Irene Ochem, AWIEF Founder and CEO/ My immediate advice to entrepreneurs is to build personal and financial resilience as we enter Year Two of the pandemic.
With the start of a new year and a second year in the midst of a global crisis, it is business unusual and we need to think differently in order to survive and thrive. Women entrepreneurs need to be agile and responsive and learn to adapt short-term business strategy, without losing sight of their long-term strategy.
We must be able to adapt during times of crisis. We need resilience right now. Keep going, face it, resist and work harder. We also need to surround ourselves with people who will inspire and motivate us. Networks are even more critical during these times.
Last year at the Africa Women Innovation and Entrepreneurship Forum (AWIEF), we had to pivot rapidly, moving our annual AWIEF conference and awards online, with great success, to a two-day event with speakers from all over the world and participants from all over Africa. The AWIEF Community was also launched as a digital space for women entrepreneurs to join a thriving network of women entrepreneurs sharing ideas and experience; and where focused discussions and forums can take place.
Launching the AWIEF Community was part of our strategy which we fast-tracked due to COVID-19 to provide an essential networking space for women entrepreneurs online.
Women entrepreneurs have been disproportionately affected by the pandemic. My immediate advice to entrepreneurs is to build personal and financial resilience as we enter Year Two of the pandemic: spend less; focus on critical costings; and manage cash flow better. Look out for opportunities for financial support as a business owner, be it Government incentives, or opportunities within your industry sector. Building that financial resilience means identifying those costs that you can do without.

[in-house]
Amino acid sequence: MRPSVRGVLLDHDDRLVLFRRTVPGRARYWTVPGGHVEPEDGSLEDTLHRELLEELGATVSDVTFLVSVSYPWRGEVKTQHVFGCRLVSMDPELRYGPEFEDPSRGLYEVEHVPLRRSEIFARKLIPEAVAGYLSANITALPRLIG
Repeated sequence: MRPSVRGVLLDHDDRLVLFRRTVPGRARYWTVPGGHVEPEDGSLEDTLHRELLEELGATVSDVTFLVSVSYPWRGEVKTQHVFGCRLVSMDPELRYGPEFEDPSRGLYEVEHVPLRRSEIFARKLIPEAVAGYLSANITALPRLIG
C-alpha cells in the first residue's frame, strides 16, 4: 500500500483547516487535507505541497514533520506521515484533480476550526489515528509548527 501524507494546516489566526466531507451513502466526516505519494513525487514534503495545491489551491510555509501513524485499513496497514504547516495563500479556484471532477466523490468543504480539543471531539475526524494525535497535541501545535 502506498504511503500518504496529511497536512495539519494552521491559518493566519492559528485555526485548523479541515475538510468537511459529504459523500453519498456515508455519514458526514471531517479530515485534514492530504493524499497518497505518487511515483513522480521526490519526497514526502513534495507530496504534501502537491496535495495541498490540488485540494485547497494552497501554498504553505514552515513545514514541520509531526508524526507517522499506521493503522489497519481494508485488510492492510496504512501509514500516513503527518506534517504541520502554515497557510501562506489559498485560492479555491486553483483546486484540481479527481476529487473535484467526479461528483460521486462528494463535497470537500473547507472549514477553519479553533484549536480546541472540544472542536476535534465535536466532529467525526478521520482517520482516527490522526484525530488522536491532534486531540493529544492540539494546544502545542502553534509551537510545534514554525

We should be creative thinkers and not afraid to jump into new things or talk to people who can help us; lean on our networks for support and encouragement.
Times of great global crisis are often followed by periods of accelerated innovation and invention. These pandemic years may have a negative impact now, but they are also creating opportunities as people move online, with e-commerce, with health innovation, and with new solutions for education. We are currently seeing more African-born, Africa-relevant innovations.
Finally, we must practice self-care to nurture our mental well-being during prolonged turbulent times such as these. As women entrepreneurs, we do not have a corporate machine behind us of systems and support.
My message is clear: Don’t give up!